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Waiting for the verdict

The role of the government and the military in sports politics has also been damaging. But the irony of the situation is that the officials grab top seats through the aid of the government or the military, but when they are dismissed they start talking about international rules and regulations

Waiting for the verdict

All stakeholders of national football must be impatiently waiting for the decision of the Lahore High Court (LHC) division bench which a few days ago reserved its judgment in Pakistan Football Federation case.

The Supreme Court in April last year had advised the bench to decide the case on merit. It indeed will be a decision of great significance. It is hoped that the court would give such a verdict which would end the long deadlock and help resume football activities — suspended since April 2015 when the conflict emerged as a result of the controversial elections of Punjab Football Association (PFA).

Thousands of footballers and their families have been suffering for around three years because of a lack of activities.

No Pakistan team has toured abroad during this period. The age-group national teams have been hurt the most. The game has lost the space which it had acquired in the corporate sector.

There is every chance that the case may get prolonged as any group may go to the Supreme Court.

FIFA, in October last year, suspended Pakistan because it thought that it could be the only way to put some pressure on the country to address its issues.

During the last three years no party involved in the conflict showed any concern for the players and their families. This is the real face of our sports officials. They are selfish and don’t care about the players through whom they acquire top seats in federations and international bodies.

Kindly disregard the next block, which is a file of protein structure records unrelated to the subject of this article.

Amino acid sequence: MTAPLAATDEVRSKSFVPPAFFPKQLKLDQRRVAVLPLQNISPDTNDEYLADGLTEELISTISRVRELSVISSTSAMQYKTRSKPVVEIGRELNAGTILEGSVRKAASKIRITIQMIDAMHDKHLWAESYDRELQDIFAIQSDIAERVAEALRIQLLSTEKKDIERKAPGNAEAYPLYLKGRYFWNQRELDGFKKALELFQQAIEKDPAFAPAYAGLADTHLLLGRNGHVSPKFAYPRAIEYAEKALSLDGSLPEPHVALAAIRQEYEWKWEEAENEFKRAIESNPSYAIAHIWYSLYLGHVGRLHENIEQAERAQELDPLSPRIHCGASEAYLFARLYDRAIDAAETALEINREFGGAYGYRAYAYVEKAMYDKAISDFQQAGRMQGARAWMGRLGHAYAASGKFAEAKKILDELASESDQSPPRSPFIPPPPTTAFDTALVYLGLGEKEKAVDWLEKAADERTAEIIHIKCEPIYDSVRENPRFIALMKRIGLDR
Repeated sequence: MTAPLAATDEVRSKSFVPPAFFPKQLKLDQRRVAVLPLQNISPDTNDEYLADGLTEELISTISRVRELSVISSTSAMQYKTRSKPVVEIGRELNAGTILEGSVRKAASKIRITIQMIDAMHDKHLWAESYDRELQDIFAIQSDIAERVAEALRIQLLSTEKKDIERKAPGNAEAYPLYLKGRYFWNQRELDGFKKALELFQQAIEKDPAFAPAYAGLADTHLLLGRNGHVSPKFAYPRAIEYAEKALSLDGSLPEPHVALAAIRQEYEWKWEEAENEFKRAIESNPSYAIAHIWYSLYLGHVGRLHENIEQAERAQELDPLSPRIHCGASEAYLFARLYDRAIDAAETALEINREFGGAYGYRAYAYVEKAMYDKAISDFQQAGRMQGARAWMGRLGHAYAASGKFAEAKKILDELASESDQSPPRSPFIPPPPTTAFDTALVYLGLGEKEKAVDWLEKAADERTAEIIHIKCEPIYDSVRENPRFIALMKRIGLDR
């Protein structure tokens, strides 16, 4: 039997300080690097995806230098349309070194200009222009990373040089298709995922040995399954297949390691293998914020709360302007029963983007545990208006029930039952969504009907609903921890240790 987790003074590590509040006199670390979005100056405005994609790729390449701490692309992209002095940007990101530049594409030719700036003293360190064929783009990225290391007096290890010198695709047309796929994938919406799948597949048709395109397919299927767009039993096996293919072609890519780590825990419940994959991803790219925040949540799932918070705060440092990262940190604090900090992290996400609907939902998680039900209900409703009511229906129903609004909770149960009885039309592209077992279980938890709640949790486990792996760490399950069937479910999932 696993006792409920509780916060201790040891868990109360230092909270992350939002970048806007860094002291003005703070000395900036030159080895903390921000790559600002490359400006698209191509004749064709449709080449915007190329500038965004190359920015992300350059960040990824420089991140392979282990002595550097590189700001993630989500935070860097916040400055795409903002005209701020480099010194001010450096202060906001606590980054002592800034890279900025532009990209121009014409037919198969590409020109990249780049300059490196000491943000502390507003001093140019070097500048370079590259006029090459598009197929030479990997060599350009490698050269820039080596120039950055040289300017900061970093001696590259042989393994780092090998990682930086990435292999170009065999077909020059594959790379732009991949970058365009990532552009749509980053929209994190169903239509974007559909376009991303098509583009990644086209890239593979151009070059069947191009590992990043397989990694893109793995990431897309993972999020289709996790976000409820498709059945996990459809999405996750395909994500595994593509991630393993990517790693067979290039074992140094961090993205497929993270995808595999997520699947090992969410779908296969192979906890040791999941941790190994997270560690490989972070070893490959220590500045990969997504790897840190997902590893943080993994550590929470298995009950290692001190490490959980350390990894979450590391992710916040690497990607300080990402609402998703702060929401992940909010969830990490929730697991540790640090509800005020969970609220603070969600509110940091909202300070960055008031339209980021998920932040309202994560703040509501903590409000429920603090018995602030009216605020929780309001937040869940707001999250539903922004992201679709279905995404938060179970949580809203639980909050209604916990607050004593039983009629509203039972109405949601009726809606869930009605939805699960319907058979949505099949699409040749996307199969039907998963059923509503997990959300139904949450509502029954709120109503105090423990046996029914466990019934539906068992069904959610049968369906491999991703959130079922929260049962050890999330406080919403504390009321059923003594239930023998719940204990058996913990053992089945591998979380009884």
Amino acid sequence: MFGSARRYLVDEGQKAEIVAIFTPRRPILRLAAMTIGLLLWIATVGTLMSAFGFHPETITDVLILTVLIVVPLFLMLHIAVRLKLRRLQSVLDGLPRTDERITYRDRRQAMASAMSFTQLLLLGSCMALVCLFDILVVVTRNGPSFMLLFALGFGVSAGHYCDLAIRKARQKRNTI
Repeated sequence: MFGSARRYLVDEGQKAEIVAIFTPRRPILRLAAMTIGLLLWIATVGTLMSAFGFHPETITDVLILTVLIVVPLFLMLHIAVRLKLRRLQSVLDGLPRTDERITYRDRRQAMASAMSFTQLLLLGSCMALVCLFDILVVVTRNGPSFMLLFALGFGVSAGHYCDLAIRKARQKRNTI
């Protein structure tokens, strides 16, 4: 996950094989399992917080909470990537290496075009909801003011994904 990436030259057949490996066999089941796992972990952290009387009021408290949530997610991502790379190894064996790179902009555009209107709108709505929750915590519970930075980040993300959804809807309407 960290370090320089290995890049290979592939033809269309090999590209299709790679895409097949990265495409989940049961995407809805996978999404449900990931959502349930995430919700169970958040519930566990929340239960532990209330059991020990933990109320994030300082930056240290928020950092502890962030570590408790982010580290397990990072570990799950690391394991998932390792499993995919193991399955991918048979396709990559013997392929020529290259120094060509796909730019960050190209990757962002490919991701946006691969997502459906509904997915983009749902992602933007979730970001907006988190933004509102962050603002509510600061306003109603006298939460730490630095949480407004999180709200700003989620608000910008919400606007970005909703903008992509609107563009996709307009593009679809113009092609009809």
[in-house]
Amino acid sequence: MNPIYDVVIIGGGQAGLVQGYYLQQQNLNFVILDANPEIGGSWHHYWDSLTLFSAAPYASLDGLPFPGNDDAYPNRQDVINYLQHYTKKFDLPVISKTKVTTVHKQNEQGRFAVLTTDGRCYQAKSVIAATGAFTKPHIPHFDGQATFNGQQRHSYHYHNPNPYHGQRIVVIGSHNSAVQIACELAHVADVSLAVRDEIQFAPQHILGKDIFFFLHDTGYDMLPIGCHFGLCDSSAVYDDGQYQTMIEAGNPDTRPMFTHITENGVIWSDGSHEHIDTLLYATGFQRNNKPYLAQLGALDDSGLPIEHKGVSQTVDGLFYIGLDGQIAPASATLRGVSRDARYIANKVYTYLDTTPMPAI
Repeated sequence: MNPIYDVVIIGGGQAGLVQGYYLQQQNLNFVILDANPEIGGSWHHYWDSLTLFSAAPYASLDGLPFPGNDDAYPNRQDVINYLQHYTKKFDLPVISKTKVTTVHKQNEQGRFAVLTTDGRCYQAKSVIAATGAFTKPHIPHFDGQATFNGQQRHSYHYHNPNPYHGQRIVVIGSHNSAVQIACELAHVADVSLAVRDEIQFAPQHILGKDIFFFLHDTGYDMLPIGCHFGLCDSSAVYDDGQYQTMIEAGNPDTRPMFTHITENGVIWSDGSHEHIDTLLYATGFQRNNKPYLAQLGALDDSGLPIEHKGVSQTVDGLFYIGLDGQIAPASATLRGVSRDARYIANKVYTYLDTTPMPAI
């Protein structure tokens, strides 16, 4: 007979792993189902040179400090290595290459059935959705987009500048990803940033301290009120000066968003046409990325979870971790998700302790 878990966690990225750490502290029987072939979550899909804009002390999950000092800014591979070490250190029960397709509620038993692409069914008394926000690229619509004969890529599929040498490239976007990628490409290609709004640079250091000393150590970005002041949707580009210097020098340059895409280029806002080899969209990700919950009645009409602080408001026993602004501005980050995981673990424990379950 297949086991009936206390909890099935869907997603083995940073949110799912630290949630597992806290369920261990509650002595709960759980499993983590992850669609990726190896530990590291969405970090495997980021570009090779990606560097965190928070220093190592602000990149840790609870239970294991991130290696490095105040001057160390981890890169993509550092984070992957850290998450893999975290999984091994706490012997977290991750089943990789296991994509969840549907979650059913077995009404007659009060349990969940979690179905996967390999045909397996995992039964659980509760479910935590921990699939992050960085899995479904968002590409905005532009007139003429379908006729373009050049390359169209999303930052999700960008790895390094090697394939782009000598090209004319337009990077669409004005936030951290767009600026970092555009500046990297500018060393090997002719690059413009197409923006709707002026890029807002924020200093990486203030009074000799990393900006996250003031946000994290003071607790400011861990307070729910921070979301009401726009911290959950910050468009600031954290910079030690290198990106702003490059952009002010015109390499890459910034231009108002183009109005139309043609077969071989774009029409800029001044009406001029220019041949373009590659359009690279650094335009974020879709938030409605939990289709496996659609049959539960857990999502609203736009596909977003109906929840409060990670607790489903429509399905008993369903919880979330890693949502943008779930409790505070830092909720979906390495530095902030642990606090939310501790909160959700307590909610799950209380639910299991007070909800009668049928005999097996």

The role of the government and the military in sports politics has also been damaging. But the irony of the situation is that the officials grab top seats through the aid of the government or the military, but when they are dismissed they start talking about international rules and regulations.

Today football is in trouble. Other federations may find themselves in such a quagmire tomorrow. Unless we rectify our sports system such issues would keep emerging.

The Ministry of Inter-Provincial Coordination (IPC) and Pakistan Olympic Association (POA) are waiting for the LHC decision. They say they will play their role in getting the suspension lifted after the court verdict.

During the last few days I have chatted with Pakistan’s foreign coaches and they are surprised with the things that have happened to our football.

“It means football has been killed,” a coach said in his message.

Another coach said: “There is great talent in Pakistan but it is the system which is damaging the sport.”

In order to avoid such issues in future the Pakistan Football Federation (PFF) would need to have a stronger Congress. There should not be any room in Congress for those who don’t know the game. The PFF Congress has been dominated by “yes men” for years. How can the Congress legislate effectively if it is full of stooges of some influential person!

It is yet premature to say anything about what FIFA would say after the court decision. FIFA in its suspension note said that it would not be lifted unless the PFF headquarters and its accounts were handed over to the PFF led by Faisal Saleh Hayat.

In a nutshell it is expected that the court’s decision will help in the resolution of the long-standing football dispute. After cricket, football is the biggest crowd-puller in the country and so every effort must be made to prevent it from being affected by such disputes in future.

Alam Zeb Safi

Alam Zeb copy
The writer is a sports reporter at The News International. He may be reached at [email protected]

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